Sunday, February 3, 2013

Winter Blues

Watch your step, Quarry ahead.
No, I don't have the blues, well, not really.  Oh, I get a little bit glum once in awhile.  Like today.  I had to clean house.   Did I ever tell you cleaning isn't on my Top Ten List?  (I really shouldn't admit that in print, should I?)   But there it is.  Cleaning makes me a bit blue.  It just never stays done, does it?  In the summer my excuse for not having House Beautiful is the garden work and the winter, of course, is stained glass season.  I do dishes on a daily basis and all that good stuff, but gee whiz, eventually, I have to do something with the dust.  At least rotate it or something. 

Another reason I'm seeing blue is because I finished foiling the last piece of the Pony Wisteria late Saturday morning. 
890 pieces of blue (and green and orange and pink)
We had the repeats all propped up in the window in the living room checking to see if the colors work or not.  (And yes, the window needs washing, too.) 

They call it a 'Pony Wisteria' because it is a smaller size than the full-size Wisteria. 
I guess this is the look I was going for with this shade, different hues of mottled blue-purple ending in pink/purple blooms on the bottom.  I chose the background of an orange and green-yellow mottled glass, which I hope looks like a sunset. The thing about stained glass for me is I never know for sure if the colors work until the shade is done.    Being in a circular shape and depending on where the light bulbs are located all makes a big difference in the final appearance as does the 'color' of the light bulb used to light the lamp.  Cool white bulbs or warmer sunlight bulbs can bring out a completely different color palette.  Things didn't look exactly the way I hoped so far, but after cutting a few new pieces, I guess it's done. 

The next step is to put the glass on the form for soldering.  But first, Carl had to work on getting the    bronze crown and branches straightened a bit before he can start putting the glass on the form.  His part of the process has a long way to go yet, but as for now my part is done, at least until the soldering is complete.     I felt a little bit of a let down now that I've finished the layout and foiling.   I like having a project to work on, it gives me something to look forward to when the dishes are done.  (And a reason to delay my Dust Rotation duties.)

So, after lunch on Saturday, Carl was down in the basement working on the branches and I was face to face with the fact I had nothing else to do but clean.  Sigh.  Go get Dexter.  (Yes, I call my vacuum cleaner 'Dexter'.  He's a Serial Cleaner; hates dust with a passion.)

Then it dawned on me, there was something else I could do.  I hadn't exercised yet today.   We just had a good snowstorm a few days ago and the snow is back and the temperature was finally above zero for a change.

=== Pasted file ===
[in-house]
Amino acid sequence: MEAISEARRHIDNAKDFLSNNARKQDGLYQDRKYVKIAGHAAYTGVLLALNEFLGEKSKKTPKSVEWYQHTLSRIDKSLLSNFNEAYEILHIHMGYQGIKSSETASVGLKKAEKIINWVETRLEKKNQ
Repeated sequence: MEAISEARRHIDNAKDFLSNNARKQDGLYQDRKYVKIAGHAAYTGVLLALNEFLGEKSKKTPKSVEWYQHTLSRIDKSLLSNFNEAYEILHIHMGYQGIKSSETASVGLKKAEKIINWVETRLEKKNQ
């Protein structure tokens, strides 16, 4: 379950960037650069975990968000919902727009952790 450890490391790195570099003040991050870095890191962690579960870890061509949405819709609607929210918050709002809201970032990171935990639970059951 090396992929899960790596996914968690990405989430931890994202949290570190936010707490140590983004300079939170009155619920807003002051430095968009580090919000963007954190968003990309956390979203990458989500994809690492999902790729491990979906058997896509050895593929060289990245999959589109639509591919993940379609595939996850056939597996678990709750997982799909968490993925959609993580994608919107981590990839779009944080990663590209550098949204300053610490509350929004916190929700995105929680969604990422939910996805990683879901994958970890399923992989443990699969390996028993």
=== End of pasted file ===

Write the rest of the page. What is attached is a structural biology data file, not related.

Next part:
Time to go cross-country skiing again.  It's around 4PM, I'll have plenty of time to clean when I get back, right? 

See ya later, Dexter, I'm outta here.

Here we go.
 None of these pictures are going to be all that spectacular but there are so many shades of blue.
Skiing by the hosta garden.
The Lane Bed
We had a snowstorm on Wednesday with a total of about ten inches of new snow which covered up the treacherous ice very nicely.  My snowblower trails are obliterated, but the skis work very well.  The snow is extremely dry and powdery. 
We moved this rock late in the fall, along with the park bench after the cedars were limbed up.  Let's hope it looks better in the spring.

Through the Egress Gate, Aaargh dead ahead.

Snow does a great job of hiding the messy pallets of stone

As long as I remember where the rocks are, especially when snow blowing, we'll be ok.

Skiing past the Quarry.
Past the Aermotor windmill.
Around the corner and down the lane to the Back Eight.
Heading north....Joel had plowed me a trail a day ago, but it all drifted in.

Looking back to the windmill and home.  The snow is hard due to the below zero temperatures we've had, but I still broke through constantly.  The next time down the trail will be a lot faster and easier.
Looking west to Mom's house and the setting sun, there's a faint sun dog in the sky.  More snow to come?
Getting closer to the north line fence on the farm.
My father and I planted these white pines about twenty years ago.  Those in the background were transplanted by yours truly.
Now that I've reached the northern line fence, the lane bends to the east, along the neighboring woods, past the pine trees I transplanted here a few years back from the more tightly planted area farther south.

I wasn't sure these trees would survive the move with our tree spade, but out of the 40 I moved, only three died.
Looking back west again, must go faster since my feet are really feeling the cold. 
It was about five above zero when I went out which is cold, but not too bad, since there was barely any wind.  Wind makes everything colder.

There's the eastern view, I know, just a bunch of corn field stubble, but it's Home.
Going back west one more time, the sun is going down.  And my feet are getting colder.
Might as well go around the farm in the other direction now.  Heading west.

Going back west on the line fence.  Having fun yet?

This old oak tree was almost a chain saw casualty, but since it was on our side of the line fence, I told the neighbor I'd limb it up so he could farm under it and he reluctantly agreed.  It's one of my favorite trees.
The sun is sinking lower and my feet are really getting cold now.  Ski faster.

This big cottonwood tree is much larger than it appears.  It marks the boundary of our farm on the northwest side.  I know it's a dark picture, but if you notice the white stripe up the middle of the trunk, the tree was struck by lightning several years ago and the bark was blown off.  This tree has seen its share of hard times; when our barn was destroyed by an unconfirmed tornado back in 1981, the tree lost a major part of it's canopy.  But every year without fail, new leaves grace the branches.
By now, my feet are really starting to hurt from the cold.  Way off in the distance can you spot the white blob in the picture?  That's how far home is away yet.  
There, I zoomed in a little.  But I'm not any closer and ouch, my feet! 
Snow drifts abound on the west line fence.  (There's no 'fence' left any more, just trees and shrubs.)

Only ten inches of snow, but a good three feet of snow drifts have formed.